Wizards All-Star Bradley Beal revealed during Team Media Day on Monday that he had not received a COVID-19 vaccine, citing personal reasons.
“I don’t feel any pressure, I don’t think you can pressure anyone to make a decision about their body or what they put in their body,” Beal told reporters. âWe can also have this conversation on a lot of different topics besides vaccines. You can’t necessarily force anyone, I think you’re letting people fend for themselves on this. “
Beal, 28, had COVID-19 in July, which led him to withdraw from the U.S. team’s 12-player roster for the Tokyo Olympics. The triple All-Star was placed under team health and safety protocol before the U.S. team confirmed Jerami Grant would replace him at the Summer Games.
âYeah, I had it, but that doesn’t mean I can’t get it again,â Beal said. âI mean it’s no different from someone with the vaccine. Yes, I have developed antibodies for it, so my chances will also be less likely. This is always a possibility, just as there are players, coaches and staff who are vaxxed who also miss the camp.
Beal explained that he, personally “I haven’t been sick at all,âWhen he had COVID-19, but lost his sense of smell.
“I would like an explanation to people who have been vaccinated, why are they still getting COVID? Said BÃ©al. âIf this is something we’re supposed to be highly protected from, it’s funny that it only reduces your chances of going to the hospital. This does not prevent anyone from contracting COVID. “
Since Delta became the dominant variant in the United States, in recent months it has been found that those vaccinated have a five-fold reduced risk of being infected with COVID and a more than 10-fold reduced risk. ‘hospitalization and death, according to the CDC.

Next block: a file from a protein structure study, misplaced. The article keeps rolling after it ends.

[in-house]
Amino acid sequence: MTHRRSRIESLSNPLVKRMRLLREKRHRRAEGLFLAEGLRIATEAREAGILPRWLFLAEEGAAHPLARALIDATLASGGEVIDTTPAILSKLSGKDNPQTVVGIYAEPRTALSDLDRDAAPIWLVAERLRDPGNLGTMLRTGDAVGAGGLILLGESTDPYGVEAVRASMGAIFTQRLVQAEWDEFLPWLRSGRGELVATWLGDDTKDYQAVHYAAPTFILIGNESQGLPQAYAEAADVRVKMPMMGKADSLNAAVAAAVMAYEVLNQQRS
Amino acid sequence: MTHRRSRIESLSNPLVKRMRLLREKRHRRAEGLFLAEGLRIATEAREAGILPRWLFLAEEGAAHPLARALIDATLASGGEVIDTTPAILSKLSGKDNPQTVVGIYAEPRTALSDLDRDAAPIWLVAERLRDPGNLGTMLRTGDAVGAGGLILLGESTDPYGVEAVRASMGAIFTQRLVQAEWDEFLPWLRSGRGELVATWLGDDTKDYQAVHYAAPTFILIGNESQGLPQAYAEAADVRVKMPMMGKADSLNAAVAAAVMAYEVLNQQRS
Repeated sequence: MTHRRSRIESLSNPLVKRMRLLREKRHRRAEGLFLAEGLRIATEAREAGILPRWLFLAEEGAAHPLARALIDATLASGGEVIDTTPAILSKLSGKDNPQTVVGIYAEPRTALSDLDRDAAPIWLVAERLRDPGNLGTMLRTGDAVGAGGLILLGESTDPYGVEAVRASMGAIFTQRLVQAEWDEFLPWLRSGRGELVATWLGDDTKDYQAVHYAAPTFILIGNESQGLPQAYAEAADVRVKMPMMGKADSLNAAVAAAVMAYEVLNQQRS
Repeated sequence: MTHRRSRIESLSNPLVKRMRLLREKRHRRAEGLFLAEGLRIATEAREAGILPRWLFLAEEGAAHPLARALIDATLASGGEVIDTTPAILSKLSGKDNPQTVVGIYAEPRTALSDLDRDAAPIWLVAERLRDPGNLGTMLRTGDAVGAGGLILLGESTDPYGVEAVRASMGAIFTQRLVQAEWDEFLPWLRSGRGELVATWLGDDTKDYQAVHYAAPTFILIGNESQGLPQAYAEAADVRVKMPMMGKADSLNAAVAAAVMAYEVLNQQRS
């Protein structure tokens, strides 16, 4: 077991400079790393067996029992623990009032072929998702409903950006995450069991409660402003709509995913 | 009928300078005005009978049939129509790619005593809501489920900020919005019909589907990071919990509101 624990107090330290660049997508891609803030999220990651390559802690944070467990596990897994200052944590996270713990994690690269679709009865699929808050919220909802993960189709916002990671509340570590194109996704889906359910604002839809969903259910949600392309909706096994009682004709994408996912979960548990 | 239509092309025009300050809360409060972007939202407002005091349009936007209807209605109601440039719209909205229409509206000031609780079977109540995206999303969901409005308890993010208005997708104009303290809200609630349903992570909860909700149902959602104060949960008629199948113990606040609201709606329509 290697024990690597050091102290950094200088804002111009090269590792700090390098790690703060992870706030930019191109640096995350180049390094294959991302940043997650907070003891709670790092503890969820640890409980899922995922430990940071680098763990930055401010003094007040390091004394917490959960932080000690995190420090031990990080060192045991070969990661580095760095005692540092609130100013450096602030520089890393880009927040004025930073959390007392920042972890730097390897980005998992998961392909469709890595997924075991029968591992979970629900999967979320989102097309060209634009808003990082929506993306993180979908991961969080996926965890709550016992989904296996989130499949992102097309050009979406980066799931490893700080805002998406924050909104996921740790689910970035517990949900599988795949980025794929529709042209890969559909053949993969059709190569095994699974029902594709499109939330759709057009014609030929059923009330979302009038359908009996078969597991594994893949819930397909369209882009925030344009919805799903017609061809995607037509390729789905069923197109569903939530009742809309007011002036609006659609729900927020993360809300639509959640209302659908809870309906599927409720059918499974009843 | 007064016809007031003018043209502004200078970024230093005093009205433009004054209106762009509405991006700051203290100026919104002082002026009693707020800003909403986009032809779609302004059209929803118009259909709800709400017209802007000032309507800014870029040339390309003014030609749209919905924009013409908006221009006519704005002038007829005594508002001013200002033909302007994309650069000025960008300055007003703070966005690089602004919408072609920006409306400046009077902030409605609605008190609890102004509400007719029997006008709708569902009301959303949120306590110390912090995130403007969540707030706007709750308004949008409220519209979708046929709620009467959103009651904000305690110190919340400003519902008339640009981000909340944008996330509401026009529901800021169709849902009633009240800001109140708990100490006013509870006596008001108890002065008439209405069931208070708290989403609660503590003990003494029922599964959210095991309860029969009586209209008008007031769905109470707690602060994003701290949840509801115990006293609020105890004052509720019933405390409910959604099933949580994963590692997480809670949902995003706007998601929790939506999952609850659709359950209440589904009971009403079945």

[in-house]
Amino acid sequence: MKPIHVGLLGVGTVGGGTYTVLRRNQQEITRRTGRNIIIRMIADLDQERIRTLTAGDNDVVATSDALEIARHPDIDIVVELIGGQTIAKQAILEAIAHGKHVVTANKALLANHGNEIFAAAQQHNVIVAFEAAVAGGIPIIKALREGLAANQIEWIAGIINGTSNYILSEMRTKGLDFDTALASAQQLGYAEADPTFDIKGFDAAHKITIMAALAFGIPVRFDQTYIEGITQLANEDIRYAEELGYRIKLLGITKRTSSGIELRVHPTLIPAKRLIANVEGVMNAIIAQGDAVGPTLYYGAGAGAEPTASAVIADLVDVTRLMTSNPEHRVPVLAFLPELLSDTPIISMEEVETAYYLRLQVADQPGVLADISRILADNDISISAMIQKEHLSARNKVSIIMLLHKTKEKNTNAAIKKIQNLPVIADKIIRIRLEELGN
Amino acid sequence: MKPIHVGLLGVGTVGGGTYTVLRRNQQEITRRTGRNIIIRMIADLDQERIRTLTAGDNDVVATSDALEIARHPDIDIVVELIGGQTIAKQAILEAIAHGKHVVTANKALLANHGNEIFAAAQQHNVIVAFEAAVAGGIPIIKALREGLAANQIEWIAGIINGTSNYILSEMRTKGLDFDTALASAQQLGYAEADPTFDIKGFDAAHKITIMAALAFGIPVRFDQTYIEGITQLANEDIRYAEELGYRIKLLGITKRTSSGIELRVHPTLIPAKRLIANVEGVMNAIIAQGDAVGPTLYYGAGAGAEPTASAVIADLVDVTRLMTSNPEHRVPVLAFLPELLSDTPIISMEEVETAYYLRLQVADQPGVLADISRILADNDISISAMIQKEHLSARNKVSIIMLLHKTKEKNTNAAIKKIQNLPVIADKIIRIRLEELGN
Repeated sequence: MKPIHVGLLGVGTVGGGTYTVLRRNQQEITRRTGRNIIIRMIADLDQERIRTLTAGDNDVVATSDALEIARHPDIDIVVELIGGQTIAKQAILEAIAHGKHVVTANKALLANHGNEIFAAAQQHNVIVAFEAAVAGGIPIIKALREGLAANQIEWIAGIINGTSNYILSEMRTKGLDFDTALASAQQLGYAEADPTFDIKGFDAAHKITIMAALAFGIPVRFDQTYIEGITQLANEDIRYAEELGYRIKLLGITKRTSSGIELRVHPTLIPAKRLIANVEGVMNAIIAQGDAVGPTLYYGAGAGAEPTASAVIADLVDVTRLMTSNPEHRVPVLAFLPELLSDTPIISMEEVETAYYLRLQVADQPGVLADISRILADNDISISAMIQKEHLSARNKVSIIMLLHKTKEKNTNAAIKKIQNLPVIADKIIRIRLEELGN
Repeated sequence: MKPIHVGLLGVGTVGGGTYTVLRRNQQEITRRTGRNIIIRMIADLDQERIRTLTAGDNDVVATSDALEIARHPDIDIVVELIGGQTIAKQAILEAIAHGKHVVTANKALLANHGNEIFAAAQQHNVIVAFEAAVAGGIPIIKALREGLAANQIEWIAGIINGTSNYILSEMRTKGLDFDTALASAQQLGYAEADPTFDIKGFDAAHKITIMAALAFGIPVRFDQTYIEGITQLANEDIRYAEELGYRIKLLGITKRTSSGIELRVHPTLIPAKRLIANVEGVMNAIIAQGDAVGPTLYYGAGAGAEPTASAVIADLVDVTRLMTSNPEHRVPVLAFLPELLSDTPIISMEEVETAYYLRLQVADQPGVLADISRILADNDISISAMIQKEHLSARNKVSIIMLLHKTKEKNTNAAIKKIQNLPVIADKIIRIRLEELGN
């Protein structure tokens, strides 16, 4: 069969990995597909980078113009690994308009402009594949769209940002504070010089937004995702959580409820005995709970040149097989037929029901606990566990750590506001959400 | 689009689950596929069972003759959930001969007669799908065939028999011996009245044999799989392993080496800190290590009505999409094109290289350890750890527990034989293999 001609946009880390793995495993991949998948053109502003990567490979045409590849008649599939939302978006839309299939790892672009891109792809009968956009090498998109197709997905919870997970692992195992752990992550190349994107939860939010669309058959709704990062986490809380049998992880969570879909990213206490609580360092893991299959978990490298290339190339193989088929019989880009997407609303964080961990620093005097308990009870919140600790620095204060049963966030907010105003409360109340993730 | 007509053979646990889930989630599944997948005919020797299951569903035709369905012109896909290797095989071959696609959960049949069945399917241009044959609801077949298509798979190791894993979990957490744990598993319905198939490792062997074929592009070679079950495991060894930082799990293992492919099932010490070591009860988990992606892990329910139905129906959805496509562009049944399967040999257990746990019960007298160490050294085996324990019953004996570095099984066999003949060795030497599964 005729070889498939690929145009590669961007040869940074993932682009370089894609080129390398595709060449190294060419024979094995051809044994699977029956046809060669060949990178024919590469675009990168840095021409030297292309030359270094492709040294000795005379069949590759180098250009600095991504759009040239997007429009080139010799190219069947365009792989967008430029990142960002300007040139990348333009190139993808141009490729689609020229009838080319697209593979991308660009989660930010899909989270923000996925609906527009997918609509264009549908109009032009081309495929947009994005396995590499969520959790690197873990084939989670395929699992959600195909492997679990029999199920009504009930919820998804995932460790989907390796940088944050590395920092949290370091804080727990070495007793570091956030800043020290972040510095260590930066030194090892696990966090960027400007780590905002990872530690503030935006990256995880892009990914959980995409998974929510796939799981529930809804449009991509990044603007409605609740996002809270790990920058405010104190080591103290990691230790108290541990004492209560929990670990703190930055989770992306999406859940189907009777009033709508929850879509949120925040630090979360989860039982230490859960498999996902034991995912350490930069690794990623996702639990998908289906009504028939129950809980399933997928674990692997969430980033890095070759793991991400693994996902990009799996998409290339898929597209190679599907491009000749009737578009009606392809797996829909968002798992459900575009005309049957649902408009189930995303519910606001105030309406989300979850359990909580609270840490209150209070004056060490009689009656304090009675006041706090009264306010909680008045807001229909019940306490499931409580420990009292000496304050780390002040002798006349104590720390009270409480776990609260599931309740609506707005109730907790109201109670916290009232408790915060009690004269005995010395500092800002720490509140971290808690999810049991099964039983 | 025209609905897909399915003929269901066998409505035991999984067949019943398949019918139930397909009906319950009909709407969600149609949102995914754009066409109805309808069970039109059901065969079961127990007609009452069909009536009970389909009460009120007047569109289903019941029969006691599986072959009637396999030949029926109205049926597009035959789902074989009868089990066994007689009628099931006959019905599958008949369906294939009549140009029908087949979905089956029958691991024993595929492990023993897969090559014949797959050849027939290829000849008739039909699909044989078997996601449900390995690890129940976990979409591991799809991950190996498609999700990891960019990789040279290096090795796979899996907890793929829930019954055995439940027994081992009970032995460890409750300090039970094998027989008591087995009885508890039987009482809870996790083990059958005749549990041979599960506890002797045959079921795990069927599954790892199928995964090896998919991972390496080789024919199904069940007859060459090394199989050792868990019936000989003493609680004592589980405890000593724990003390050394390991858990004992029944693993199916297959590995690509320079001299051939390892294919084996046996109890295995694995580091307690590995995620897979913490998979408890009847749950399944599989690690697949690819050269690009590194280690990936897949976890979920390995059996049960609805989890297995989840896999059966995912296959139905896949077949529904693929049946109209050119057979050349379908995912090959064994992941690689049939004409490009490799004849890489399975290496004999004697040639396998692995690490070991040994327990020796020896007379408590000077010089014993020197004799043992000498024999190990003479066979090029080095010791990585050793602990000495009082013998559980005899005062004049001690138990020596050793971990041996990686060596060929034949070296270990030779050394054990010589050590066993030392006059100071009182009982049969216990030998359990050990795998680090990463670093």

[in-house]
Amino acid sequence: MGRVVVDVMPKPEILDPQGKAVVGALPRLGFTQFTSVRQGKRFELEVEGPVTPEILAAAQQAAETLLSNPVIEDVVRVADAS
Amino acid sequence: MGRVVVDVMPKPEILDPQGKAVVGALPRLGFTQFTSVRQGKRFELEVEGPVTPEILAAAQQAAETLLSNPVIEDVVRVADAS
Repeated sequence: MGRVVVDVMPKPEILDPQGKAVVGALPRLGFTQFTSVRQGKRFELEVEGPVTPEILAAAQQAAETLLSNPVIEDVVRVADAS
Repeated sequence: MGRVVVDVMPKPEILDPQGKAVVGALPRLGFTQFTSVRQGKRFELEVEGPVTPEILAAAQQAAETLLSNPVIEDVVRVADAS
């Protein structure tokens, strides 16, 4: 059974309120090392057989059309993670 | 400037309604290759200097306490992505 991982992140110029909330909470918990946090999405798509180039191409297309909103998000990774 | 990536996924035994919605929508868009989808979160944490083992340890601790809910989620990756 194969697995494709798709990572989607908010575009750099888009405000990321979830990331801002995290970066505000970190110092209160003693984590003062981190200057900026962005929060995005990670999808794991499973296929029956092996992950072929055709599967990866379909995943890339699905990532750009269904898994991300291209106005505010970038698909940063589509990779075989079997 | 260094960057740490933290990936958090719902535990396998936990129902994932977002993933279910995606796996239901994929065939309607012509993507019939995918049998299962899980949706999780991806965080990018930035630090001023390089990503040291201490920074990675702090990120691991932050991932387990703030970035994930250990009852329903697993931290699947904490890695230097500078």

Kyle Kuzma – whom the Wizards acquired from the Lakers in Russel Westbrook – followed Beal’s comments, also saying “It’s personalWhen asked if he was vaccinated.
âAt the end of the day, no one really knows how things are going to turn out. America does not know. Some things in health should be personal. Especially us as athletes and the platform that we have. I believe that some things should always be kept at home â, Kuzma said.
Under the new guidelines proposed by the NBA, unvaccinated players must follow much stricter protocols than vaccinated players.
In the note sent to the 30 teams in early September, the NBA said it would follow local regulations on COVID-19 vaccinations. As a result, unvaccinated New York and San Francisco players will not be able to play at home, potentially affecting the Nets and Warriors rosters; Knicks general manager Scott Perry said on Friday that all Knicks players, coaches and training staff were fully vaccinated.
Kyrie Irving did not attend Monday’s Nets media day in person due to New York’s vaccination rules, and has met with reporters on Zoom. Irving did not confirm reports that he was not vaccinated and requested confidentiality when asked about his vaccination status.
The NBA announced on Friday that it was rejecting Andrew Wiggins’ request for a religious exemption to the local COVID-19 vaccination order.
In the new guidelines proposed by the NBA, unvaccinated players are also required to practice social distancing with vaccinated players during events such as team meals and meetings. Unvaccinated players may also be required to eat and travel, which includes airplane and bus, in different sections.
Additionally, unvaccinated players will need to be tested on match days and training days – and possibly more than once on match days. Vaccinated players, meanwhile, will not undergo daily testing.
The proposed rules are not final and are the subject of ongoing discussions with the National Basketball Players Association.